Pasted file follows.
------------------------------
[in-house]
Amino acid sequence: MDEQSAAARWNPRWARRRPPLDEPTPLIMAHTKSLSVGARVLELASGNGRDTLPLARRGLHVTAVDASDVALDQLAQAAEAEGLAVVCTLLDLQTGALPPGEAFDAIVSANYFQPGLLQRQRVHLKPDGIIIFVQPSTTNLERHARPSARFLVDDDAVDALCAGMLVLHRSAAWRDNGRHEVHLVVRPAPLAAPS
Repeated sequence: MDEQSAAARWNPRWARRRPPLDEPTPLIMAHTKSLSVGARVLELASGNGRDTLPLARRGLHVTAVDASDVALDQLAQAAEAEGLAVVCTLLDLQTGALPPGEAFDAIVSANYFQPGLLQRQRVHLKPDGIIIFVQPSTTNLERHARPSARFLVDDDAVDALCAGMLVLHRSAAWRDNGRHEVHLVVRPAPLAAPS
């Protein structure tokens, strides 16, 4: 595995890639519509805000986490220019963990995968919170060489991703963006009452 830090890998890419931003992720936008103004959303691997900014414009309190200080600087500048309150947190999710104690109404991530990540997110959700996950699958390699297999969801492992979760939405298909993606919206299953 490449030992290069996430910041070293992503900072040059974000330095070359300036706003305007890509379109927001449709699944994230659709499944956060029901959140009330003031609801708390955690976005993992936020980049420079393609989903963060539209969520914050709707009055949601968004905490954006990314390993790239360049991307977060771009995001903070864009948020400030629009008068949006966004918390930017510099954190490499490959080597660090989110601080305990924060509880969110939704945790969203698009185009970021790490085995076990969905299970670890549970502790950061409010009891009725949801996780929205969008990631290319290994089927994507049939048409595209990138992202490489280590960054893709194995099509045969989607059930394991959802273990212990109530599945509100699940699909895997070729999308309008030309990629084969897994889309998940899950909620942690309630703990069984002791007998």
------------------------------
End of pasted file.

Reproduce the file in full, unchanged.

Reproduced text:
[in-house]
Amino acid sequence: MDEQSAAARWNPRWARRRPPLDEPTPLIMAHTKSLSVGARVLELASGNGRDTLPLARRGLHVTAVDASDVALDQLAQAAEAEGLAVVCTLLDLQTGALPPGEAFDAIVSANYFQPGLLQRQRVHLKPDGIIIFVQPSTTNLERHARPSARFLVDDDAVDALCAGMLVLHRSAAWRDNGRHEVHLVVRPAPLAAPS
Repeated sequence: MDEQSAAARWNPRWARRRPPLDEPTPLIMAHTKSLSVGARVLELASGNGRDTLPLARRGLHVTAVDASDVALDQLAQAAEAEGLAVVCTLLDLQTGALPPGEAFDAIVSANYFQPGLLQRQRVHLKPDGIIIFVQPSTTNLERHARPSARFLVDDDAVDALCAGMLVLHRSAAWRDNGRHEVHLVVRPAPLAAPS
């Protein structure tokens, strides 16, 4: 595995890639519509805000986490220019963990995968919170060489991703963006009452 830090890998890419931003992720936008103004959303691997900014414009309190200080600087500048309150947190999710104690109404991530990540997110959700996950699958390699297999969801492992979760939405298909993606919206299953 490449030992290069996430910041070293992503900072040059974000330095070359300036706003305007890509379109927001449709699944994230659709499944956060029901959140009330003031609801708390955690976005993992936020980049420079393609989903963060539209969520914050709707009055949601968004905490954006990314390993790239360049991307977060771009995001903070864009948020400030629009008068949006966004918390930017510099954190490499490959080597660090989110601080305990924060509880969110939704945790969203698009185009970021790490085995076990969905299970670890549970502790950061409010009891009725949801996780929205969008990631290319290994089927994507049939048409595209990138992202490489280590960054893709194995099509045969989607059930394991959802273990212990109530599945509100699940699909895997070729999308309008030309990629084969897994889309998940899950909620942690309630703990069984002791007998």